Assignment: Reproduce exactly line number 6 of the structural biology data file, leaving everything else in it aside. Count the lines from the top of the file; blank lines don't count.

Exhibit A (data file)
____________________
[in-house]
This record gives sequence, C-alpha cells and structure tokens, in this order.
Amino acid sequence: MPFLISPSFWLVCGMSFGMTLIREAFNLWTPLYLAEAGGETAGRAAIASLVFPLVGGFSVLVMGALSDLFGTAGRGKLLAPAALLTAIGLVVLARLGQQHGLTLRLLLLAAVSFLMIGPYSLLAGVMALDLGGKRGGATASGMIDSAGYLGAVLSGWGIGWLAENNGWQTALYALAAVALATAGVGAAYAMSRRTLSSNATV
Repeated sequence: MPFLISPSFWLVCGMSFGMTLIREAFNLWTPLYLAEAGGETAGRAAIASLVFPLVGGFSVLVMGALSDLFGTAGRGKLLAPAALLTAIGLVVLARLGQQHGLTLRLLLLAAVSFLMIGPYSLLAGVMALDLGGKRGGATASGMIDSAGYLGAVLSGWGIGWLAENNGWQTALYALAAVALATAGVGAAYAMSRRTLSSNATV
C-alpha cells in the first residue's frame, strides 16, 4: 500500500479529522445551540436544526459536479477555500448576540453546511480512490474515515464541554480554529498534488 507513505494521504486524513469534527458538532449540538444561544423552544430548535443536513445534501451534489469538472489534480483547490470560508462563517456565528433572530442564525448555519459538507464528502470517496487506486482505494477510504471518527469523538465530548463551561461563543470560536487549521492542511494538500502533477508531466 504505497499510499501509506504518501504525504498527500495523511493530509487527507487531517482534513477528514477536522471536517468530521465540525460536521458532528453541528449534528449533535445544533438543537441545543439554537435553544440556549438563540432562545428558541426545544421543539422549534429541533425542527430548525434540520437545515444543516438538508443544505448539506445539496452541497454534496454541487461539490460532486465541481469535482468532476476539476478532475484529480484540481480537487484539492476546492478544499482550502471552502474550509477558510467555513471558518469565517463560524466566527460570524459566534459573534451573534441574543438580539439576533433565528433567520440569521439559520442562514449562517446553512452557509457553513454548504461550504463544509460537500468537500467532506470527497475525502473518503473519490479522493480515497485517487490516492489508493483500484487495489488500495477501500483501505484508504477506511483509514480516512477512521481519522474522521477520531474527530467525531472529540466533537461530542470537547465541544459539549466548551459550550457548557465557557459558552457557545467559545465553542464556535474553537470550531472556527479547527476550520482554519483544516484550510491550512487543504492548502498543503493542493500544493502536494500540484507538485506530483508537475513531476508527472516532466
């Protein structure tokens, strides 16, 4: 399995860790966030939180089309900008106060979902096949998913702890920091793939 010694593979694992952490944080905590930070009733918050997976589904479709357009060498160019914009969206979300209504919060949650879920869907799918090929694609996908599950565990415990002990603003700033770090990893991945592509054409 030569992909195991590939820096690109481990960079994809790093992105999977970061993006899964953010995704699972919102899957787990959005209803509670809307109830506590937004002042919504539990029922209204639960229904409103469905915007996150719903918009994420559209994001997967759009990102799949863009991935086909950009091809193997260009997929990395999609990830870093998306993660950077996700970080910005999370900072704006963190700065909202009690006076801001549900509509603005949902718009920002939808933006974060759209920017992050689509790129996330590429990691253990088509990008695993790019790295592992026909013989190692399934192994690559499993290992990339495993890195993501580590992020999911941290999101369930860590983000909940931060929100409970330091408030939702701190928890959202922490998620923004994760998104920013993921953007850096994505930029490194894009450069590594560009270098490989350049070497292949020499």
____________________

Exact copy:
């Protein structure tokens, strides 16, 4: 399995860790966030939180089309900008106060979902096949998913702890920091793939 010694593979694992952490944080905590930070009733918050997976589904479709357009060498160019914009969206979300209504919060949650879920869907799918090929694609996908599950565990415990002990603003700033770090990893991945592509054409 030569992909195991590939820096690109481990960079994809790093992105999977970061993006899964953010995704699972919102899957787990959005209803509670809307109830506590937004002042919504539990029922209204639960229904409103469905915007996150719903918009994420559209994001997967759009990102799949863009991935086909950009091809193997260009997929990395999609990830870093998306993660950077996700970080910005999370900072704006963190700065909202009690006076801001549900509509603005949902718009920002939808933006974060759209920017992050689509790129996330590429990691253990088509990008695993790019790295592992026909013989190692399934192994690559499993290992990339495993890195993501580590992020999911941290999101369930860590983000909940931060929100409970330091408030939702701190928890959202922490998620923004994760998104920013993921953007850096994505930029490194894009450069590594560009270098490989350049070497292949020499």